That’s right, a couple members of Congress cast their votes for former Rep. West for Speaker of the House even though West was no longer a member of Congress. Producer Elaine Chen says this story was not only weird, but also educational. “Apparently you don’t have to be a member of the House to be the Speaker.” Elaine has this message for current U.S. representatives: Feel free to elect her next time around.
The deck at Shuckers Bar and Grill caved in during a Miami Heat game. There were no deaths but several people were injured. Producer Julia Duba explains why she thinks this story was one of the weirdest of 2013: “I’ve lived in North Bay Village practically my whole life and Shuckers had been a favorite spot for my family for a long time. So this was indeed very weird.”
In the ongoing fight against invasive giant African (super) land snails, Florida this year added a new weapon to its arsenal: dogs. Not only can giant African land snails eat almost anything, including concrete, they also lay tens of thousands of eggs. Reporter Sammy Mack covered this story and says it’s the practical details that make it the craziest story of the year.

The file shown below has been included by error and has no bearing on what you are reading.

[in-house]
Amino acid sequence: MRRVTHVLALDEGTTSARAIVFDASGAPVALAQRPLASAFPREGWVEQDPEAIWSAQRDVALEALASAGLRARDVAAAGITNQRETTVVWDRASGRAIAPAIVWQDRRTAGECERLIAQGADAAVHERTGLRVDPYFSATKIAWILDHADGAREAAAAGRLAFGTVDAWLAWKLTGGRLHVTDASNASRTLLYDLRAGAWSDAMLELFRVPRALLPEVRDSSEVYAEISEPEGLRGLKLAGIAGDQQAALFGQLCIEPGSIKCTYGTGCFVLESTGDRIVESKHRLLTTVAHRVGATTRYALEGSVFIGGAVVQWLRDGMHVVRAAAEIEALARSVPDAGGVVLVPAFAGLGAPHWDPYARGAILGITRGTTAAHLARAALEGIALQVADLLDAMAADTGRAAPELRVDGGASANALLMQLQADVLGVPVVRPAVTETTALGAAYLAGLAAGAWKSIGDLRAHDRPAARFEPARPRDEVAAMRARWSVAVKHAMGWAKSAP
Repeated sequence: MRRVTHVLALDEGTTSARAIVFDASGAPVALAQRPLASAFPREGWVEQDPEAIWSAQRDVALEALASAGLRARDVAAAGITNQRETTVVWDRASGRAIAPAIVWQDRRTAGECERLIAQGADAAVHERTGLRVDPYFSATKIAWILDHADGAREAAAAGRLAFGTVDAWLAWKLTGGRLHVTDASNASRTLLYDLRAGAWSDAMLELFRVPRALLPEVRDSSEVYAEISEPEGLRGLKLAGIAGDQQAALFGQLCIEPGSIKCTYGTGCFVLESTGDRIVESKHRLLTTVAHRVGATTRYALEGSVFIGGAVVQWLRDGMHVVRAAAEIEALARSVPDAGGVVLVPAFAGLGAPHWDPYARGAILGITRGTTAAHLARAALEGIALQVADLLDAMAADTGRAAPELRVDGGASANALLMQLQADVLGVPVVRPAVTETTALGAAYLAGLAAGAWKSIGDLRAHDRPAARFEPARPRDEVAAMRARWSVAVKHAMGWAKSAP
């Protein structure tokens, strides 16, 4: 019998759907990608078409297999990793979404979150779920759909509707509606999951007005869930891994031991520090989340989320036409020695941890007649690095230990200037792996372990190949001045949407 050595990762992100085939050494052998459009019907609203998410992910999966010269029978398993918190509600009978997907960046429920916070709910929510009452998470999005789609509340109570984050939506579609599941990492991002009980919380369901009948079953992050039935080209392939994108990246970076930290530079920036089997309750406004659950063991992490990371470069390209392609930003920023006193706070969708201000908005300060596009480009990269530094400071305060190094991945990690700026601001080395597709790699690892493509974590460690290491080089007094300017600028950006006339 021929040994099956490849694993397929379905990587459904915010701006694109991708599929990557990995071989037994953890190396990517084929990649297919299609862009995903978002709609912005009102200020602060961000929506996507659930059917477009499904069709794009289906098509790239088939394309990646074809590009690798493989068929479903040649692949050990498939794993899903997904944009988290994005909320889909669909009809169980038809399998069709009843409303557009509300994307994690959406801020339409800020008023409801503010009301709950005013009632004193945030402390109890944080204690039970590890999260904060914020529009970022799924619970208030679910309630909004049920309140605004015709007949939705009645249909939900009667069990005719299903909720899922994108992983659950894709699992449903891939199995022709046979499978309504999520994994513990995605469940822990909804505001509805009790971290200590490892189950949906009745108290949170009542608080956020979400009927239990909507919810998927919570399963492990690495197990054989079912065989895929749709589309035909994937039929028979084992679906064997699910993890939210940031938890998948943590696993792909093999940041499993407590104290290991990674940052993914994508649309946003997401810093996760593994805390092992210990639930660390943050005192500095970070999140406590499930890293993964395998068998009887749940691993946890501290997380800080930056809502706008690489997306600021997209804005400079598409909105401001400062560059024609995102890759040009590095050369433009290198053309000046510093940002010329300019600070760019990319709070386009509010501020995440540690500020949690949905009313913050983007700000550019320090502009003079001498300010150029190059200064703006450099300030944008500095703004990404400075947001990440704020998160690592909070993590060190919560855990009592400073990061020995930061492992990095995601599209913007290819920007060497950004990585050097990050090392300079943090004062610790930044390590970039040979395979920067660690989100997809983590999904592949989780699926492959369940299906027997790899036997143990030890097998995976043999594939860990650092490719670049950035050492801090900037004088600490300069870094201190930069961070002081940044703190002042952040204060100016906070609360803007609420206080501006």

“When they find these snails, they treat them like hazardous waste. They literally freeze them to death and bury them deep within the earth. So that, just in case one of them survives the deep freeze, there’s not going to be more snails accidentally released into South Florida.”
Sammy predicts she’ll be talking about the return of the giant African zombie land snails this time next year.